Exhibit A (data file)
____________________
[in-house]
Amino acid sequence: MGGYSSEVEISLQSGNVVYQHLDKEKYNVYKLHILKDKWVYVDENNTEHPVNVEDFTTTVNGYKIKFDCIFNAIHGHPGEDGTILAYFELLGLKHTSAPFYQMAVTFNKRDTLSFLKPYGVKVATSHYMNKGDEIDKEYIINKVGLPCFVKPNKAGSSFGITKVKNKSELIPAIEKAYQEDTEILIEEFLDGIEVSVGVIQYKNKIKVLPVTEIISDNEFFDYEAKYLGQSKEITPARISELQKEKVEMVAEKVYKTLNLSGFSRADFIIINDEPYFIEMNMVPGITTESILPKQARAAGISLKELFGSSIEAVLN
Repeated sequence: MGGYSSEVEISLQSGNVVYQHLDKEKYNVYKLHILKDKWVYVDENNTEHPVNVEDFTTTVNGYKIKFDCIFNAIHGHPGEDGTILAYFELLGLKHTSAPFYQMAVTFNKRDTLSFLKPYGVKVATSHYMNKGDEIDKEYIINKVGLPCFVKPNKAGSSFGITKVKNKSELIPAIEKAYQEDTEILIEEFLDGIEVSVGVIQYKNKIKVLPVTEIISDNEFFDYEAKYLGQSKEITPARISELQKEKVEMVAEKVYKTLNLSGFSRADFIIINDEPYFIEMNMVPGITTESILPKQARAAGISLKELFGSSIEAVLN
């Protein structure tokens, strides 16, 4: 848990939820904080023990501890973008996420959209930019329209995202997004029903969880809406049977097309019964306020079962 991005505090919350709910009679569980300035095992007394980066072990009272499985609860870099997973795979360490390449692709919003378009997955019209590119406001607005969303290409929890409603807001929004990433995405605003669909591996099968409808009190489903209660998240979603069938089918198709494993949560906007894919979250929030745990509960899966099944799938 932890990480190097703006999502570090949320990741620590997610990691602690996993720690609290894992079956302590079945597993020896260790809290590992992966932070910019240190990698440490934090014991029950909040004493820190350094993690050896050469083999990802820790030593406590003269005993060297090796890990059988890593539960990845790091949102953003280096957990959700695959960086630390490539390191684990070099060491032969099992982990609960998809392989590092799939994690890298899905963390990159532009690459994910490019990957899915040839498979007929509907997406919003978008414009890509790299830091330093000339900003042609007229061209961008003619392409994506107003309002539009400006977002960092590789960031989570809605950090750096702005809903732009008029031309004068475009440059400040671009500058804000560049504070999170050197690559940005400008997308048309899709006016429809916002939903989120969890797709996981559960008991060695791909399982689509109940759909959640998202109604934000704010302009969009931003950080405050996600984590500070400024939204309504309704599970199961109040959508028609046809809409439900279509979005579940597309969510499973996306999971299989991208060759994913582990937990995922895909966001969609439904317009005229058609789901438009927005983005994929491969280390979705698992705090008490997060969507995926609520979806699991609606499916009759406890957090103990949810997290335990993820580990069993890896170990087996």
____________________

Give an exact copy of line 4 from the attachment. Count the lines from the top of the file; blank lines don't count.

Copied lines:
């Protein structure tokens, strides 16, 4: 848990939820904080023990501890973008996420959209930019329209995202997004029903969880809406049977097309019964306020079962 991005505090919350709910009679569980300035095992007394980066072990009272499985609860870099997973795979360490390449692709919003378009997955019209590119406001607005969303290409929890409603807001929004990433995405605003669909591996099968409808009190489903209660998240979603069938089918198709494993949560906007894919979250929030745990509960899966099944799938 932890990480190097703006999502570090949320990741620590997610990691602690996993720690609290894992079956302590079945597993020896260790809290590992992966932070910019240190990698440490934090014991029950909040004493820190350094993690050896050469083999990802820790030593406590003269005993060297090796890990059988890593539960990845790091949102953003280096957990959700695959960086630390490539390191684990070099060491032969099992982990609960998809392989590092799939994690890298899905963390990159532009690459994910490019990957899915040839498979007929509907997406919003978008414009890509790299830091330093000339900003042609007229061209961008003619392409994506107003309002539009400006977002960092590789960031989570809605950090750096702005809903732009008029031309004068475009440059400040671009500058804000560049504070999170050197690559940005400008997308048309899709006016429809916002939903989120969890797709996981559960008991060695791909399982689509109940759909959640998202109604934000704010302009969009931003950080405050996600984590500070400024939204309504309704599970199961109040959508028609046809809409439900279509979005579940597309969510499973996306999971299989991208060759994913582990937990995922895909966001969609439904317009005229058609789901438009927005983005994929491969280390979705698992705090008490997060969507995926609520979806699991609606499916009759406890957090103990949810997290335990993820580990069993890896170990087996």